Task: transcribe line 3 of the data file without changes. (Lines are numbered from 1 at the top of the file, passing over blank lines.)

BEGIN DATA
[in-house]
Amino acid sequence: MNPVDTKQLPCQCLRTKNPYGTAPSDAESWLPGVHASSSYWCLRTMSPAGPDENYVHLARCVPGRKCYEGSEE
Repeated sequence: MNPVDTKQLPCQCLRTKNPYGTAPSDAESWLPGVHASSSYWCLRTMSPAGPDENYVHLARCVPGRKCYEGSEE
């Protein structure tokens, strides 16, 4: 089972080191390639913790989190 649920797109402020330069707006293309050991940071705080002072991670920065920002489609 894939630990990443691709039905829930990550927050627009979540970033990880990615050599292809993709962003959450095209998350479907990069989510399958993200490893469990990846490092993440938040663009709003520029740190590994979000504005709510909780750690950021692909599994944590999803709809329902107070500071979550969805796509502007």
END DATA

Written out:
Repeated sequence: MNPVDTKQLPCQCLRTKNPYGTAPSDAESWLPGVHASSSYWCLRTMSPAGPDENYVHLARCVPGRKCYEGSEE